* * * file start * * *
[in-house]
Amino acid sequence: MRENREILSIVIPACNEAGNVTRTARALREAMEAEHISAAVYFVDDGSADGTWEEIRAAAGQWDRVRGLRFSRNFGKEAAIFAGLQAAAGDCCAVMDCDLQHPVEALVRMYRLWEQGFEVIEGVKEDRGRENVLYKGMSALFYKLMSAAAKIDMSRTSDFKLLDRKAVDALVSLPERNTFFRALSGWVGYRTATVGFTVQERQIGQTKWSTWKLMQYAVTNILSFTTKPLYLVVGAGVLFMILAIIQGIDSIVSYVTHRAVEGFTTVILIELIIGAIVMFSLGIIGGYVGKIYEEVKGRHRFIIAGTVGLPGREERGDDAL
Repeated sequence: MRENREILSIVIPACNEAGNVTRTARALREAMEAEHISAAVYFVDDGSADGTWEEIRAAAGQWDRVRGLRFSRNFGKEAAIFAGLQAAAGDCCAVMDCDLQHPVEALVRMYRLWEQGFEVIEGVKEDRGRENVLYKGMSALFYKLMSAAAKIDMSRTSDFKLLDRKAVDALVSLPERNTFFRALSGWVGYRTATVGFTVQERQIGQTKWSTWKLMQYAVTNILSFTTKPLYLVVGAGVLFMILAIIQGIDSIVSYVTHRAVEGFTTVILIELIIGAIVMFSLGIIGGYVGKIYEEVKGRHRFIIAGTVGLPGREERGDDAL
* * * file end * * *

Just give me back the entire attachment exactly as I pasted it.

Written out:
[in-house]
Amino acid sequence: MRENREILSIVIPACNEAGNVTRTARALREAMEAEHISAAVYFVDDGSADGTWEEIRAAAGQWDRVRGLRFSRNFGKEAAIFAGLQAAAGDCCAVMDCDLQHPVEALVRMYRLWEQGFEVIEGVKEDRGRENVLYKGMSALFYKLMSAAAKIDMSRTSDFKLLDRKAVDALVSLPERNTFFRALSGWVGYRTATVGFTVQERQIGQTKWSTWKLMQYAVTNILSFTTKPLYLVVGAGVLFMILAIIQGIDSIVSYVTHRAVEGFTTVILIELIIGAIVMFSLGIIGGYVGKIYEEVKGRHRFIIAGTVGLPGREERGDDAL
Repeated sequence: MRENREILSIVIPACNEAGNVTRTARALREAMEAEHISAAVYFVDDGSADGTWEEIRAAAGQWDRVRGLRFSRNFGKEAAIFAGLQAAAGDCCAVMDCDLQHPVEALVRMYRLWEQGFEVIEGVKEDRGRENVLYKGMSALFYKLMSAAAKIDMSRTSDFKLLDRKAVDALVSLPERNTFFRALSGWVGYRTATVGFTVQERQIGQTKWSTWKLMQYAVTNILSFTTKPLYLVVGAGVLFMILAIIQGIDSIVSYVTHRAVEGFTTVILIELIIGAIVMFSLGIIGGYVGKIYEEVKGRHRFIIAGTVGLPGREERGDDAL